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Small business owners earn less but get richer: University of Western Sydney study

Small business owners earn less but get richer: University of Western Sydney study

Does the risk of launching your own business pay off by making you wealthier in the end? In a word, “yes”.

Although small business owners still don’t earn as much as the typical wage earner, they’re becoming richer and smarter with their money as they tend to accumulate more assets, a new study shows.

Business owners report a lower level of weekly income. In 2010, they took home an average weekly income of $1975 compared with those on a wage who took home $2173.

But a new University of Western ­Sydney study shows business owners outstripped their more secure counterparts by accumulating assets worth more than $1 million ($1.095 million in 2010), whereas wage earners ­accumulated only two-thirds ($673,000) of this amount.

“As a small business owner, you sometimes sacrifice some income in favour of reinvesting that,” Mark ­Sargent from Newcastle University said. “There’s evidence the typical model, where you take the risk and get greater returns, actually is the case.”

Using data from the Australian Bureau of Statistics and HILDA (Household, Income and Labour Dynamics in Australia), the study has found there are more than 2.1 million owner-operators of small businesses in ­Australia and the proportion of superannuation investment by both wage earners and small business owners has increased markedly.

The value of superannuation holdings in the sample group shows contributions from salary and wage earnings households between 2003 and 2010 rose 60 per cent whereas the contributions from unincorporated small businesses nearly doubled to 112 per cent.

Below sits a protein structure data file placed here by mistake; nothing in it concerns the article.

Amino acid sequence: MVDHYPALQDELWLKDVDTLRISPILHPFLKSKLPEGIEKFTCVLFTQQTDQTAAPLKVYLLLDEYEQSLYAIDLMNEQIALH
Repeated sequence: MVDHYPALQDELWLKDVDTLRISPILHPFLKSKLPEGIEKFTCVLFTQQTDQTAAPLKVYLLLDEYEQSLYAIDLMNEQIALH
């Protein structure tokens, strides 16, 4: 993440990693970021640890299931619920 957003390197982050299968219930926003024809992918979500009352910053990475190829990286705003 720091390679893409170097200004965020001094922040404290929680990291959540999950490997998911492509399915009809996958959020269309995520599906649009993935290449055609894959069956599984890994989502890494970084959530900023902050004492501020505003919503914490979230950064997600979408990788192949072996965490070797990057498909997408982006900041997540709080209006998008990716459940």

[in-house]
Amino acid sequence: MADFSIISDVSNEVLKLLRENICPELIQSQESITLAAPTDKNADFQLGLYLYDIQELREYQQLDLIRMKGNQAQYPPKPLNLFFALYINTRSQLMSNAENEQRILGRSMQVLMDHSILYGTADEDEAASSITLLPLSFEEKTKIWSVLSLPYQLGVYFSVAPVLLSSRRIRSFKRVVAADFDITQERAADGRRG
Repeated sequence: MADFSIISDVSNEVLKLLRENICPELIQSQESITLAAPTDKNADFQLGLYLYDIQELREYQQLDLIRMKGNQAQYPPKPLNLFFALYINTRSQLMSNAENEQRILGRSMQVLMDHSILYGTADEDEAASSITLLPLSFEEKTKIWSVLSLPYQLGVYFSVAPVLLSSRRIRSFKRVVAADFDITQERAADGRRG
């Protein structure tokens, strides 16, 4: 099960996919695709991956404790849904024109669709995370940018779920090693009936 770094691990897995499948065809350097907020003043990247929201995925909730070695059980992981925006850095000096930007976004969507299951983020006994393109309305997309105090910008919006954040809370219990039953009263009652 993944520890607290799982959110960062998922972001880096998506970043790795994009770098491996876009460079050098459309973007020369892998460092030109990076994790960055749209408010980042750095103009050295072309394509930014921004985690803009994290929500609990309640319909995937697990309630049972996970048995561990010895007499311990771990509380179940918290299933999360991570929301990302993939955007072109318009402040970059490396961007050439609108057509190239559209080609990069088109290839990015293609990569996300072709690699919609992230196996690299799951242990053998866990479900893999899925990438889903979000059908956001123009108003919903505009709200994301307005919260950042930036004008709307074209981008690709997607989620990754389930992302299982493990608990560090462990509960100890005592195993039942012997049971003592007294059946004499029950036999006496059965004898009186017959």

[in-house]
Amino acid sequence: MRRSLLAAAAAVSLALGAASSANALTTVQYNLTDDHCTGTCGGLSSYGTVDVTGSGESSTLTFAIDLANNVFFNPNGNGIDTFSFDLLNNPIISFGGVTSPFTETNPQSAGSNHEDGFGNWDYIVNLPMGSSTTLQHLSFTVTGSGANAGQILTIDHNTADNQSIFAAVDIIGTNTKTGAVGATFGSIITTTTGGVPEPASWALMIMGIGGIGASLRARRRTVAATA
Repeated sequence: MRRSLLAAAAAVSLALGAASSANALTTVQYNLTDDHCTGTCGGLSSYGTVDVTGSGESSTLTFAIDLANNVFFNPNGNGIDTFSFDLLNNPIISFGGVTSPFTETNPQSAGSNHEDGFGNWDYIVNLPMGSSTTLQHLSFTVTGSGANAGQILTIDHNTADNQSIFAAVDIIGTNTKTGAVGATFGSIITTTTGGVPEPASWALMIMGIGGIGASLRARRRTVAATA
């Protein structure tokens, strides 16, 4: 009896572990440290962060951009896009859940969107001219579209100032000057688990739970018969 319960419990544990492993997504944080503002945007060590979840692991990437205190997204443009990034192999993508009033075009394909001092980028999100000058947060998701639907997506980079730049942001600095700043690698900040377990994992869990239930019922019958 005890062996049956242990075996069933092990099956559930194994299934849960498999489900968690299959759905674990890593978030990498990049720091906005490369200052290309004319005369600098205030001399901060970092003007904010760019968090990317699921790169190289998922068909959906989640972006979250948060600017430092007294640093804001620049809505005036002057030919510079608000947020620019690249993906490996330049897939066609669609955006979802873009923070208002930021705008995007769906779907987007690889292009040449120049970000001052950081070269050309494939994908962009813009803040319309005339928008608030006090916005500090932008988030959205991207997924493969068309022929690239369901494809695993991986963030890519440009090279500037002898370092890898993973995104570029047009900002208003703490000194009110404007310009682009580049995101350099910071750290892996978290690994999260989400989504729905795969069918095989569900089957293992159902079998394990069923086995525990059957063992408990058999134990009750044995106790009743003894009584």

“The magnitude of the change was quite surprising,” Dr Sargent said.

“Traditionally, people have started their own businesses with a view of one day selling their business and using the proceeds to fund their retirement.

“What we have now begun to detect is that more business people are ­dramatically building up their superannuation funds. This is a far more ­protected and secure environment for wealth creation.”

The focus on superannuation ­contribution in Australia has been at the forefront of people’s minds since the global financial crisis.

“Super has certainly been on the agenda a lot more,” Dr Sargent said.

“We’re bombarded with it almost nightly. Advertisements about superannuation on TV and other media, and we’ve got to put some of that down to government policy.”

Self-employed business owners have, traditionally, found it harder to raise external finances, as they’ve been seen as significantly riskier by banks.

Often in small businesses, the lines between personal assets and business assets become blurred.

“In other words, we quite often find ourselves funding business opportunities out of our own personal resources,” Dr Sargent said. “But because they’ve outperformed in terms of their asset value, they may have a greater propensity to go out and raise that money.”


* Original Article by Jessica Sier: